1b. einai is Greek for being, that is, just being there - "is-ness" if you will. Heidegger extends this with the Latin word "presence" and characteristically splits it up for emphasis. The derivation of presence implies it is before (pre) perceptions come into us (sence). Something similar is behind German An-wesen but I can't figure out what. The basic idea is that there is something that comes before our awareness of something. Hegel thinks that thing is truth. Heidegger thinks that thing is more or less "hidden" until it hits us - then it becomes "disclosed" and is true. The rest of the word analysis seems somewhat less important, and the "choinomia" Greek word is a total mystery - even Google can't find it anywhere other than in this essay. Maybe it's a typo.

2. Heidegger saw himself as going against the entire train of philosophy from Plato and Aristotle to Kant and Hegel. In attempting to overturn this locomotive, he had earlier help from Kierkegaard and Nietzsche, who also called a lot of the standard philosophical assumptions into question. The way Heidegger proceeds is to point out ways in which the basic assumptions everyone took for granted were subtly flawed. In this paragraph, he is attempting to shift the focus from logic, which is the ultimate outcome and triumph of Greek philosophy, made much more powerful by modern science, to that which is non-logical. That which is hidden cannot be made logical. In a sense, it is pre-rational. The logical and rational is what most certainly is not hidden. It may be difficult, but it's clear when you study it how logic works. Heidegger does not question that. He questions whether it is the foundational tool needed for understanding the truth. He suggests that we cannot understand the (disclosed) truth without looking at the (hidden) un-truth that lies behind it. This essentially boils down to mysticism.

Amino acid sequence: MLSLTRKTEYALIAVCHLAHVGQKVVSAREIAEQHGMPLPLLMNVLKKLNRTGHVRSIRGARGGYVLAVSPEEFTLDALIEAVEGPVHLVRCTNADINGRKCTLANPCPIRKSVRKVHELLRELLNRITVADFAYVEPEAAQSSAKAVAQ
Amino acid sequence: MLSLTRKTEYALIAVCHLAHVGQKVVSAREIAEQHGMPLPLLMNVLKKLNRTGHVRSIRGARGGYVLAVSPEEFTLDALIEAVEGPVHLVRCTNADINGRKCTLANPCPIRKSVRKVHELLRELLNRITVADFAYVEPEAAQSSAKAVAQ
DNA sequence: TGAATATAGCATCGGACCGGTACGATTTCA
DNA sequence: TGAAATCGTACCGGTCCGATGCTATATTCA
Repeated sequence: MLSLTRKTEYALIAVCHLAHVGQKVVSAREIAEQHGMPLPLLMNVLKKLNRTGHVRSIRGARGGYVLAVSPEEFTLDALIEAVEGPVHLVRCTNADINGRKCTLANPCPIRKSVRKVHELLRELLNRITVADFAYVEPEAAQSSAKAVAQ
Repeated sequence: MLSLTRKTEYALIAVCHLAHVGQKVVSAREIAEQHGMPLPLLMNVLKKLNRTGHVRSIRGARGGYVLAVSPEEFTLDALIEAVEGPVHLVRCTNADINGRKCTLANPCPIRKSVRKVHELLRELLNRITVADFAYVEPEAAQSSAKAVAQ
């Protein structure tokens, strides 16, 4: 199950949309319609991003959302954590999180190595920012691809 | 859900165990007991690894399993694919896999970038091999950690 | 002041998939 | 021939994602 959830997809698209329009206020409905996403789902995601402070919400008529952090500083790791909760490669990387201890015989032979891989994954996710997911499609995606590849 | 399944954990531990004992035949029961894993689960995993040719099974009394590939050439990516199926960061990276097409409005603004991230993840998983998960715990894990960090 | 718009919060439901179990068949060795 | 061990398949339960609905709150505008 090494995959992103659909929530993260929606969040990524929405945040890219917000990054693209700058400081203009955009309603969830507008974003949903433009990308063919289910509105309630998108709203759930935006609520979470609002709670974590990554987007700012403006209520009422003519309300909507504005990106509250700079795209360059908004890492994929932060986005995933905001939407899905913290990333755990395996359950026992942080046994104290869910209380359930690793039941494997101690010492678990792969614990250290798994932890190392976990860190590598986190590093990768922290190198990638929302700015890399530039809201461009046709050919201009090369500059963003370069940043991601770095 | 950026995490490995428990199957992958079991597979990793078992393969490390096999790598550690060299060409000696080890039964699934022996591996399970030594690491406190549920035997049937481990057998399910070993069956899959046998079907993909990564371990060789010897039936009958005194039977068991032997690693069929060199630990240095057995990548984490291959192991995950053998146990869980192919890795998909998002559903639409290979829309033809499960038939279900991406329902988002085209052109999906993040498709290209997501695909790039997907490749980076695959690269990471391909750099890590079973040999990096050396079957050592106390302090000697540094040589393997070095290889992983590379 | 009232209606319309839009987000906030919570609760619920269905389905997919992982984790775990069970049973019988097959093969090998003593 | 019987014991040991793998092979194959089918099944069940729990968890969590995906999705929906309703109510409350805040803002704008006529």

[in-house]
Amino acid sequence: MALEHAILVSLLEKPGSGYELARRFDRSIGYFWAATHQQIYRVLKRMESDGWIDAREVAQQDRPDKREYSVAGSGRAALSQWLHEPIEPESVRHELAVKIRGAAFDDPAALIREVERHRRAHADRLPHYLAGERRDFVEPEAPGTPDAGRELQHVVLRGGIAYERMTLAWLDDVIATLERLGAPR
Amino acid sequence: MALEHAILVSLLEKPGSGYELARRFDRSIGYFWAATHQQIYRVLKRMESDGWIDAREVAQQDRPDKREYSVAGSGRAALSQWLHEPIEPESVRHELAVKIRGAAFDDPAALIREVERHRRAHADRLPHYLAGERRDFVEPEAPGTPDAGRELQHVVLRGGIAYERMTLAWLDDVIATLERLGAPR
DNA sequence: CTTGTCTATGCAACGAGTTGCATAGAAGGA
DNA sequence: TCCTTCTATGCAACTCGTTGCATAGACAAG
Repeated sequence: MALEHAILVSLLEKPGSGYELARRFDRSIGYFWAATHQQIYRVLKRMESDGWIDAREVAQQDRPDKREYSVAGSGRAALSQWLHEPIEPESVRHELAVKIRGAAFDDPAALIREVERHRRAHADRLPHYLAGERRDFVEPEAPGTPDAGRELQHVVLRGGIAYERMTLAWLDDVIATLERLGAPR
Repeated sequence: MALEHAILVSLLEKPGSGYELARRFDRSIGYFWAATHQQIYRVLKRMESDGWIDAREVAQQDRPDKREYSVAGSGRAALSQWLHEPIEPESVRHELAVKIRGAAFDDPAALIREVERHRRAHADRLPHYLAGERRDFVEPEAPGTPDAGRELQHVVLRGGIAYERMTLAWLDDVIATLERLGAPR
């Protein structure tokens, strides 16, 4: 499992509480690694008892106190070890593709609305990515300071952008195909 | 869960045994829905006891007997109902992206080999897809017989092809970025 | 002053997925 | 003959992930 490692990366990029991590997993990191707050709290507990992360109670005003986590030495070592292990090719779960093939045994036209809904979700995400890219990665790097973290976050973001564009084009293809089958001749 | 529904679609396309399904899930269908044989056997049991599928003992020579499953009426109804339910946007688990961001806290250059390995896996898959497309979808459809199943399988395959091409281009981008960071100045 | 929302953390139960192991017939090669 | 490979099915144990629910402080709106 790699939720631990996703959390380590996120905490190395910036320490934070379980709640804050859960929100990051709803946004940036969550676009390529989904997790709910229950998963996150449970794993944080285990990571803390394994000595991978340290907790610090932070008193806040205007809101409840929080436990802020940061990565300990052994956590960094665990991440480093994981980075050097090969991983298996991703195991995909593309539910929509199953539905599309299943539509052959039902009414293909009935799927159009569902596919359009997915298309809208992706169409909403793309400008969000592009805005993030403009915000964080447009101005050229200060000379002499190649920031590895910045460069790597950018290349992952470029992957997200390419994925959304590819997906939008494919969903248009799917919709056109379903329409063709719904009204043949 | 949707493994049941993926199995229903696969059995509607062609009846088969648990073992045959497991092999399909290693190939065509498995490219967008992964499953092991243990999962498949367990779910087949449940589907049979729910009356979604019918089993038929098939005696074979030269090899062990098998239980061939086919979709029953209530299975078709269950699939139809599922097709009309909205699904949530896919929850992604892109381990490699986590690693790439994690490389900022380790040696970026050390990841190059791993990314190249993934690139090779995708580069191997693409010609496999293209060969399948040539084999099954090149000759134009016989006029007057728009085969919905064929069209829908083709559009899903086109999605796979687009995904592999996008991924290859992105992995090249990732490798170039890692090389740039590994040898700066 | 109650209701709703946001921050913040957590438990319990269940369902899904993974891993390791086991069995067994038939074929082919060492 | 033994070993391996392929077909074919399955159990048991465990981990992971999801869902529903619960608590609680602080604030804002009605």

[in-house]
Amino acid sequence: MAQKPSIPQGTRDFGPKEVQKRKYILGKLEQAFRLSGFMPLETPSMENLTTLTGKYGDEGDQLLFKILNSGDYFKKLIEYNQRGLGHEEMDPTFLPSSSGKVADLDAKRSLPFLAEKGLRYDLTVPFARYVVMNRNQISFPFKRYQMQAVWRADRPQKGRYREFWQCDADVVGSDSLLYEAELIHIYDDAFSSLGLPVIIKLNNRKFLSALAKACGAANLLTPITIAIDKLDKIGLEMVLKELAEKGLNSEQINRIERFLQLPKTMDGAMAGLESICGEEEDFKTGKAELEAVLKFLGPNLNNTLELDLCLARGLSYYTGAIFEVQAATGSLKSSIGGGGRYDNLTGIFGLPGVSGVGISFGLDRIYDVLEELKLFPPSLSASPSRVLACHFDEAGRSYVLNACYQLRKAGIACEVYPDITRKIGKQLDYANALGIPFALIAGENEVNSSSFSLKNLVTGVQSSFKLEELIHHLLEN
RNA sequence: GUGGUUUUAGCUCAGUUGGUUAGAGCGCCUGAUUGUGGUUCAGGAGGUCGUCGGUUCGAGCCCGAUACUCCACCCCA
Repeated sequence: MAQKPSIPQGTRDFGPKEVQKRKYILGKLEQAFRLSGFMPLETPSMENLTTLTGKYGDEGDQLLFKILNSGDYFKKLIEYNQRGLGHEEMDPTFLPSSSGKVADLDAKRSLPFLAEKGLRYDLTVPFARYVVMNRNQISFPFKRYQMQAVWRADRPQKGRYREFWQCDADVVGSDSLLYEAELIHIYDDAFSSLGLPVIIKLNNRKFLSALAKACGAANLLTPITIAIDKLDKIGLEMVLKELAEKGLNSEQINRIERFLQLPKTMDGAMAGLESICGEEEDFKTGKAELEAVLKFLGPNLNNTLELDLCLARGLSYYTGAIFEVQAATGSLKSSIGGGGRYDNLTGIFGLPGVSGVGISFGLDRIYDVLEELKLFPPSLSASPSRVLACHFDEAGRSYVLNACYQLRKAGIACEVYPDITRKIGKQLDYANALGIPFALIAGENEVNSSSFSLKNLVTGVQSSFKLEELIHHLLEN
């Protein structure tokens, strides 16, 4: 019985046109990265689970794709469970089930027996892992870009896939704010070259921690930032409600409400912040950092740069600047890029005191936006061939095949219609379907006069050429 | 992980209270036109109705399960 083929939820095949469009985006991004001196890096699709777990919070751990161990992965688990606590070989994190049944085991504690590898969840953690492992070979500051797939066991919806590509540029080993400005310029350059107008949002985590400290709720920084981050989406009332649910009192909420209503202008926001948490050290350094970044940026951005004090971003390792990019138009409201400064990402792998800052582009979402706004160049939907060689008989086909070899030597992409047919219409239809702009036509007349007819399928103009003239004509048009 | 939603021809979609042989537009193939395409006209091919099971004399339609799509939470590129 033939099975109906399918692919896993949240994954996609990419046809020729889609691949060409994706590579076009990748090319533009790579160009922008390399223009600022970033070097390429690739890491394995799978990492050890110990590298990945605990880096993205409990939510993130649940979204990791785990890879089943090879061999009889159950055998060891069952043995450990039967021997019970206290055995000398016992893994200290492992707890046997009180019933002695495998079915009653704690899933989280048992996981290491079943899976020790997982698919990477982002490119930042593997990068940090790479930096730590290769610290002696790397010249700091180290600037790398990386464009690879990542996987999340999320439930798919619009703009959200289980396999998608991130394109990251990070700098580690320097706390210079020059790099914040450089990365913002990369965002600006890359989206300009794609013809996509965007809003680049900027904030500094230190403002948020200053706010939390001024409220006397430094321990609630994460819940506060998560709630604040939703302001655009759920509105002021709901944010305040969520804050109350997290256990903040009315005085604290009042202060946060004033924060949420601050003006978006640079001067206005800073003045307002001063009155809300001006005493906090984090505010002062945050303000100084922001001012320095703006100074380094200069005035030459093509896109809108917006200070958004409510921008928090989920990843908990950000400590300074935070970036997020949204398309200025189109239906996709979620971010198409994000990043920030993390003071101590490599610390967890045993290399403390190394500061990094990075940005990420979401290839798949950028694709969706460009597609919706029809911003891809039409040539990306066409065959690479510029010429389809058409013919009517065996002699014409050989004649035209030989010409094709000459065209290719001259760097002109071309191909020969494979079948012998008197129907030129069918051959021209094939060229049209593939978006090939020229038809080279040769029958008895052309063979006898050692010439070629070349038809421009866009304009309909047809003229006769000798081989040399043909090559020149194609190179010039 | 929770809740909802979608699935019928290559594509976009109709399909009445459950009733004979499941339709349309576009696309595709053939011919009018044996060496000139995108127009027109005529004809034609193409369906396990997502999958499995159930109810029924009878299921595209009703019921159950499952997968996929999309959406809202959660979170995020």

Heidegger is following in the footsteps of Pontius Pilate, who when questioning Jesus at trial asked him if he was guilty of the obvious crime of proclaiming himself a king in rebellion to Rome's rule. Jesus answered that Pilate was correct, that he was a king. But then he extended this comment with a comment about truth, saying that he had come to demonstrate the truth, and that those who know or want truth should pay attention. So, his life is on the line, and he starts a philosophical discussion with the judge! We can imagine Pilate's snort, as he answers that bizarre statement with the rhetorical question "what is truth?"

I feel more like Pilate than Jesus. Pilate knew that truth was up for grabs. Jesus had an immense certainty that truth was in him, in his words and deeds. Pilate knew that given power, the governor of a Roman province could, in effect, fabricate the truth and make it stick. He could have, he tried to, let Jesus off alive. There is a real question whether if Jesus had responded "of course I'm not a king - anyone can see that!" he would never have been crucified under Roman edict. Pilate was fishing for something he could work with.

I also am fishing for something I can work with. The truth that Jesus represents feels much more like a Heideggerian un-truth, a truth that is not yet discernible, than the truth we associate so readily with scientific logic. Pilate, like so many spin-meisters of our own time, knew that logical truth was subject to manipulation. Pilate wanted an appearance of truth (for instance, Jesus did not appear to be a rebel king to him). Jesus testified to an as yet undisclosed truth (that his lived-out ethics of kindness, caring and self-abnegation would come to dominate the lived experience of the next two millenia in western history).